Functional stupidity, a reference
18/02/2013 § 2 Comments
Selon cette théorie de la “stupidité fonctionnelle”, le monde de la finance serait dicté par le “fais d’abord, réfléchis après”. Une attitude qui tend à écarter les questions gênantes, et les longues réflexions sur les actions des salariés – alors même qu’on attend d’eux de grandes compétences.
(According to this theory of ‘functional stupidity, the financial world is ruled by ‘act first, think later’. This attitude tends to avoid difficult questions or considered reflection on behaviour by employees — even while they are expected to be extremely capable.)
The journal article in question is Alvesson and Spicer (2012), ‘A Stupidity-Based Theory of Organizations’ (here). I liked this comment from the conclusion:
Furthermore, we think the consensus in this broad field needs to be challenged – perhaps key developments and contemporary conditions also mean that modern economies and organizations become more ‘stupidity-intensive’?
Can I add ‘stupidity’ as a factor of production in our CGE model?
The central idea is not far from Simon’s bounded rationality (which they discuss briefly). Cognitive power is limited, we can’t take everything in, so we use shortcuts. One problem is feedback loops. When things are going well, the positive feedback reinforces the mental shortcuts. If ‘go along to get along’ keeps producing results, you do more of it.
But, if the behaviour is increasing the risk of low-probability events, there isn’t a feedback loop to tell you that. The negative feedback doesn’t kick in until something happens. Alvesson and Spicer suggest that this becomes a time for reflection and reassessment. The stupidity is no longer functional, so people have the opportunity to find new behaviours.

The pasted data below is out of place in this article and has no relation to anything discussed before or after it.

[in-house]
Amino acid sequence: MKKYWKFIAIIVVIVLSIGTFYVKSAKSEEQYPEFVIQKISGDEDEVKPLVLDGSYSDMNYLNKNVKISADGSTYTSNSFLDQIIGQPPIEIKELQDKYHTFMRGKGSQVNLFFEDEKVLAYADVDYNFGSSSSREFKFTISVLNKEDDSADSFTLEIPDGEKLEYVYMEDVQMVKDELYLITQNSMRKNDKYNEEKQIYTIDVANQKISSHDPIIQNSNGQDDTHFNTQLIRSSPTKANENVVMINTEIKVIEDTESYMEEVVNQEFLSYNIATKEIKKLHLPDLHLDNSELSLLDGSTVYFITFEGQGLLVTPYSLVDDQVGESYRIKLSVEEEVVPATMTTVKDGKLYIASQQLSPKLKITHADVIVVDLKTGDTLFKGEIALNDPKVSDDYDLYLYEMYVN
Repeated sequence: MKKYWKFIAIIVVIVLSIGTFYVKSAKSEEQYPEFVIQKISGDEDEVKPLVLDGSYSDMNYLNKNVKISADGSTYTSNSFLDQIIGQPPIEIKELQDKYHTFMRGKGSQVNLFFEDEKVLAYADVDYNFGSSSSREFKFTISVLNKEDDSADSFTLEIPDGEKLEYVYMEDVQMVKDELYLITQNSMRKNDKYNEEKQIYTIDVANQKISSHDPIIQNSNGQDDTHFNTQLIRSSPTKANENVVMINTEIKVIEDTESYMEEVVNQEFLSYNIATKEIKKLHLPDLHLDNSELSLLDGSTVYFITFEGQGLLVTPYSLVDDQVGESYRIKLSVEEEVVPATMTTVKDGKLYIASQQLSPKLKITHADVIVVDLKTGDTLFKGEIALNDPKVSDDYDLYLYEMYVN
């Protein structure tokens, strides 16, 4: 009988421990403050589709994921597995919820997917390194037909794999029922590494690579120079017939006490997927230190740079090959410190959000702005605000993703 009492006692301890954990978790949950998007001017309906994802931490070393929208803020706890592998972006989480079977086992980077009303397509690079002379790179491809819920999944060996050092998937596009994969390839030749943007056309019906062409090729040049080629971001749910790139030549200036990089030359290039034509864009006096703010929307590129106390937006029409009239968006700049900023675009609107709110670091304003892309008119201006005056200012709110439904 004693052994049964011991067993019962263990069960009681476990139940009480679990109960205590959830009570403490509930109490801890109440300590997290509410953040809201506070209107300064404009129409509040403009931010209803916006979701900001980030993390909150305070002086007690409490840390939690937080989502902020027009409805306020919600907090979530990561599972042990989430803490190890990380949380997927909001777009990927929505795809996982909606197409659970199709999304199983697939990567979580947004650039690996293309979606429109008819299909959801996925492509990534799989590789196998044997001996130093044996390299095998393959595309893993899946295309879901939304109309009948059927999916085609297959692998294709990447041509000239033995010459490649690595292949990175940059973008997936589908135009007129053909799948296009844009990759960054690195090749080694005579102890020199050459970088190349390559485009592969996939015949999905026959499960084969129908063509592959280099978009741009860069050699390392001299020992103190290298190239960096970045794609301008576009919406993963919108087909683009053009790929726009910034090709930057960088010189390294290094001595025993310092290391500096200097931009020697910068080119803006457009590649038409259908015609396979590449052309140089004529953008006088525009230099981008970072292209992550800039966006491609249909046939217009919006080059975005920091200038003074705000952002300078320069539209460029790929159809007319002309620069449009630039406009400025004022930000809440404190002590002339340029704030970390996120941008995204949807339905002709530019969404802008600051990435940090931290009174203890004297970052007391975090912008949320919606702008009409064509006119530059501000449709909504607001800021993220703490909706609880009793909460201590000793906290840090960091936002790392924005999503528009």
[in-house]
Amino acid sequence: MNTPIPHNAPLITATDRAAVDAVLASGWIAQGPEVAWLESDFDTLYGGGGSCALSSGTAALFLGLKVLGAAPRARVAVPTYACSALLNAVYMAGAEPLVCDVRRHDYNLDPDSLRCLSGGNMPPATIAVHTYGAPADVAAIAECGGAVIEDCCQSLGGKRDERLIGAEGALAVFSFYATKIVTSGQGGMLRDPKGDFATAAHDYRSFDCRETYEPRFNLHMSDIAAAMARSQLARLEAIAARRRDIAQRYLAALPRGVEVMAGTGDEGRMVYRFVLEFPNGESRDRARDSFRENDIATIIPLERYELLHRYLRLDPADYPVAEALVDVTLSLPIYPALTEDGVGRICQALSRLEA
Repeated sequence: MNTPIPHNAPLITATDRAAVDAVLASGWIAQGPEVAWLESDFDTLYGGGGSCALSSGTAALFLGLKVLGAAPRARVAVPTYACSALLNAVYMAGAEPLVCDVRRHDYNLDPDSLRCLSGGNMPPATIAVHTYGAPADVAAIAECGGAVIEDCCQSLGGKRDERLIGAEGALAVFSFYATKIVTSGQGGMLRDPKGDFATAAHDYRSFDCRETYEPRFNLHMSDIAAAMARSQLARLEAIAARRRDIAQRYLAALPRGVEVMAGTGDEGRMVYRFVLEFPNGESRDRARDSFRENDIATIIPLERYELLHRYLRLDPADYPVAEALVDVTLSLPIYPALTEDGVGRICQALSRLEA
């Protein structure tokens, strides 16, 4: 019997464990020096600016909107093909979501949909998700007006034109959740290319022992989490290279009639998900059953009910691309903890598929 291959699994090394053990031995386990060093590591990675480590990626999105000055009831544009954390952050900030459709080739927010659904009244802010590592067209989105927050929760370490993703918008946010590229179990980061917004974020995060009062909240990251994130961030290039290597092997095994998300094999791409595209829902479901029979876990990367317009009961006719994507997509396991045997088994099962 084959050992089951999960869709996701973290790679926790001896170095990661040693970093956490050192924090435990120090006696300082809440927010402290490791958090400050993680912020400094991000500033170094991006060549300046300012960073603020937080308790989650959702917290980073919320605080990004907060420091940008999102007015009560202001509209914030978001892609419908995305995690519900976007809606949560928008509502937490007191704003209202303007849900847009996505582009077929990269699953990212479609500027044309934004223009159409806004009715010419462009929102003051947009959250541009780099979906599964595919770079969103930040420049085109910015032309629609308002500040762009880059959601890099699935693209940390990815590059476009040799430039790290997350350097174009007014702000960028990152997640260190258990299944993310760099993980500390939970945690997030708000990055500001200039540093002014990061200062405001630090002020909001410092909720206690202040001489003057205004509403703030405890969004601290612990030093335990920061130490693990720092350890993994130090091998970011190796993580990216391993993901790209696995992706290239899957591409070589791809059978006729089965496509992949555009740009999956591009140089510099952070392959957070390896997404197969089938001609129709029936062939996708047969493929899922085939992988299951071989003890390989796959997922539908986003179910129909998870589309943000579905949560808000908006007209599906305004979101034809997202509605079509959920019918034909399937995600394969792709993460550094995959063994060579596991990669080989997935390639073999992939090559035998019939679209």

Reassessment is only one possibility. Zizek noted (in First as tragedy?) that in times of crisis people tend to return to safe ways of thinking, return to the old ways, even return to an imagined past. If functional stupidity is that past, then there is the possibility of more of the same only worse. In a paper I’ve discussed here before, ’What can psychoanalysis offer organization studies today?‘, Costas and Taheri describe two possible directions that ‘authentic management’ leads: greater authoritarianism or more reflective behaviour inside organisations. It’s the same with functionally stupid organisations in crisis. They could hold fast to what worked in the past or reconsider how to adapt to new conditions.
Of course, the argument presupposes that the financial sector actually has to bear any consequences of its myopia. If it just gets rewarded regardless — which is what happened in the crisis — the herd behaviour described by Alvesson and Spicer will continue unabated.